ported it to us.hThen they came over good play and an interesting interpre-
in front of the Ma and pulled the tation. In this instance, however,
same stunt, to an empty street. there was an abundance of the former
s s .and not so much of the latter. There
THE ROUGH STUDENTS were spots which were very thinly
After all, didn't we only win the done, but the confusion caused by
Big Ten championship? What rights them was more than covered up by
have students to get excited after a the absorbing theme. These irreg-
tame little game like that? We would ularities cannot in fairness be laid to
like to see the Student council pass the actors so much as they can to the
a resolution urging students to as- audience, for they were clearly in-
semble at the Congregational church stances of campus personality intrud-
for a good rousing song fest whenever ing up on the character being portray-
they wish to celebrate anything. ed. Out side the theater, the melo-
*. * , dramatic improbabilities are para-

SKILLED REPAIRING

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It is necessary that your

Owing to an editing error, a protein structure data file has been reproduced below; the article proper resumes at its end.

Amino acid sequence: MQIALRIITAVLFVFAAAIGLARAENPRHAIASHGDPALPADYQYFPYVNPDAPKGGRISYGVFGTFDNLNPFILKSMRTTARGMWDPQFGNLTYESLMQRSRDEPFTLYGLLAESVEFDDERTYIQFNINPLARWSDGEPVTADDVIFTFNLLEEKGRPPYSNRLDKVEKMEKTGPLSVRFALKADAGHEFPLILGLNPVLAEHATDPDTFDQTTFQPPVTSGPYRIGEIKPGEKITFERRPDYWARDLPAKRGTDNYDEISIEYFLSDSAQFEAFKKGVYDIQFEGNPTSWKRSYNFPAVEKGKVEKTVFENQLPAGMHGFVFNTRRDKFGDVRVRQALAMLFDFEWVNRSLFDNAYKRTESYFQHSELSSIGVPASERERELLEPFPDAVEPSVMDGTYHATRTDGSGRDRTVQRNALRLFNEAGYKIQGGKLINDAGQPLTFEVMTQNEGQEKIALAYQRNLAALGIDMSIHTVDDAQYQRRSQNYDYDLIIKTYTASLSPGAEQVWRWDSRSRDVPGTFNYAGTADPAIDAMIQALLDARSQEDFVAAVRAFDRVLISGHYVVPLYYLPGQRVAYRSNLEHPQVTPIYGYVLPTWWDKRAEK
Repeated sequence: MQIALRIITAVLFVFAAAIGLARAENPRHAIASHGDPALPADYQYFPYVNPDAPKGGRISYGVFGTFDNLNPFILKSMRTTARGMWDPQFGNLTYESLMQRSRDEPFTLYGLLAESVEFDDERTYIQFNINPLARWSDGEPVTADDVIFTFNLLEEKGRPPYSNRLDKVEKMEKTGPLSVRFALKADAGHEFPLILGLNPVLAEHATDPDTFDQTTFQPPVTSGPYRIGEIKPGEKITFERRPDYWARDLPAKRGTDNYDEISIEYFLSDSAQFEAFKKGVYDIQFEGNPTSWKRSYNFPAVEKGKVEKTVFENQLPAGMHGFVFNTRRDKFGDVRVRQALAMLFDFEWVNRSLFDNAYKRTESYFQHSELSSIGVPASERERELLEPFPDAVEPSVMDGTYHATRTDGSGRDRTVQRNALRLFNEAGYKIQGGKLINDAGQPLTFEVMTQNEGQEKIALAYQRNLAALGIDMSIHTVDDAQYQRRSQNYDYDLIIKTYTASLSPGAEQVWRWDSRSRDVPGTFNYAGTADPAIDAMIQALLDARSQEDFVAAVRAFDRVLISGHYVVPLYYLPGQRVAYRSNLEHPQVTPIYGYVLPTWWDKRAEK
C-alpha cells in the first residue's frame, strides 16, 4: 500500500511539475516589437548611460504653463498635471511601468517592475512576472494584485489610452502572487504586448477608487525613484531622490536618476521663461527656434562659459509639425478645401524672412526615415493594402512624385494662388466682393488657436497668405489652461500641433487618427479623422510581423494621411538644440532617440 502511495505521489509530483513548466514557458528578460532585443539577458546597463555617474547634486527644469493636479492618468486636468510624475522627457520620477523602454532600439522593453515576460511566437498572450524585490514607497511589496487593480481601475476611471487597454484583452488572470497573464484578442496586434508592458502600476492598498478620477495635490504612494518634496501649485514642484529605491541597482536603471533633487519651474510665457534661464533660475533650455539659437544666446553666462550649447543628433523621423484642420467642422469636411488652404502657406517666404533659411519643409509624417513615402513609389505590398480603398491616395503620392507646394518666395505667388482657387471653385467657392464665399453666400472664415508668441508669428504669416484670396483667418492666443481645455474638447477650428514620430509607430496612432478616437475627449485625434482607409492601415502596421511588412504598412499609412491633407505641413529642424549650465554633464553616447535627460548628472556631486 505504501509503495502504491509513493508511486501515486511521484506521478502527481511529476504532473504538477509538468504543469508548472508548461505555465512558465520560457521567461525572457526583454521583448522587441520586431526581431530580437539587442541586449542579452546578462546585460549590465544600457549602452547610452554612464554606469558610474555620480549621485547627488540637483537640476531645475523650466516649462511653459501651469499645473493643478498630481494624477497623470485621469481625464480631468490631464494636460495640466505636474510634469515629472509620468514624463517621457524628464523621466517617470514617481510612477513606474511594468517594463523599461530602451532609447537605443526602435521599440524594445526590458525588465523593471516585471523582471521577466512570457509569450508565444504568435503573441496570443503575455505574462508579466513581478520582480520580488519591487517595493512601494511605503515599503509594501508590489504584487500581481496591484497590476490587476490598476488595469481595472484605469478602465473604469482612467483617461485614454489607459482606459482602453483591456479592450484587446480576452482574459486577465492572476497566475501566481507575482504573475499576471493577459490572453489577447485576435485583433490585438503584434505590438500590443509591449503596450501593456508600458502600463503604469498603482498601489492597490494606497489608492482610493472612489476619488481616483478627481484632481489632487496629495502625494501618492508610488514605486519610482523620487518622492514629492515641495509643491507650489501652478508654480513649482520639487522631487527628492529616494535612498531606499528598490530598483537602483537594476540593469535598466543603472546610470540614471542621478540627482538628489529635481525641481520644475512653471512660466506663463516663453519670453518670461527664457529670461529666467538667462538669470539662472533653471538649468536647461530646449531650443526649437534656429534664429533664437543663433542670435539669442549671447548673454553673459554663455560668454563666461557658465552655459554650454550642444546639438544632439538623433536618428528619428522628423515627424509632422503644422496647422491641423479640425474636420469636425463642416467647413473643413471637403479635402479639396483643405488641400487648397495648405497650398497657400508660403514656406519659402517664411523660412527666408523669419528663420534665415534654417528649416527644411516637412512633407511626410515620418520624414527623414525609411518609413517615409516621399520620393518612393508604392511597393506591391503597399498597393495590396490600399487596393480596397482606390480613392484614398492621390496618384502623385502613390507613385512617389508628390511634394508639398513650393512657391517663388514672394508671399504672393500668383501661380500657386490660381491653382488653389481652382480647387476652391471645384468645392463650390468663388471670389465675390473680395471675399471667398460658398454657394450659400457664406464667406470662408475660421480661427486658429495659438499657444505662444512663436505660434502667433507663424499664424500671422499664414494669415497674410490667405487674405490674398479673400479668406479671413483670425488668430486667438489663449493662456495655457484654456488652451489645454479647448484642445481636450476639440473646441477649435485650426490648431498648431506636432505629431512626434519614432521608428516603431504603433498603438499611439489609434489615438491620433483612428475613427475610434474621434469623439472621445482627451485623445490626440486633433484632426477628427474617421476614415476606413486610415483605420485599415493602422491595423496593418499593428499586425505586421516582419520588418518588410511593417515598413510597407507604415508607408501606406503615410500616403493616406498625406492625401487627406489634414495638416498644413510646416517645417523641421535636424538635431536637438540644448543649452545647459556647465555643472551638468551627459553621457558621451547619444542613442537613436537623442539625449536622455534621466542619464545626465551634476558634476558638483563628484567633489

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TO INSURE THIS get a
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a Pen with 4.distinct advantages.
1. A Self-starter. 2. A dependable writer. 3 Holds two weeks supply
of ink. 4. Will out-wear several pens of any other make, and besides it is
made and serviced right here in Ann Arbor, by the maker himself.

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315 State :Street

Today-Friday
"More Pay, Less Work"
Next Tuesday
"THlE VOLGA BOATMAN"
This "Ad" and 10e

Now that this no-free-show stuff is
going so strong the question is rais-
ed as to whether police will be allow-,
ed free entrance to Michigan sport
events in the future.
* * ,*

)

Music and Drama
TONIGHT: The Students' Recital in
the School of Music auditorium at 8
o'clock.
TON(IIT: The 3limues present, "R.
U. I." by Karel Capek in the Mimes
.... . Q

i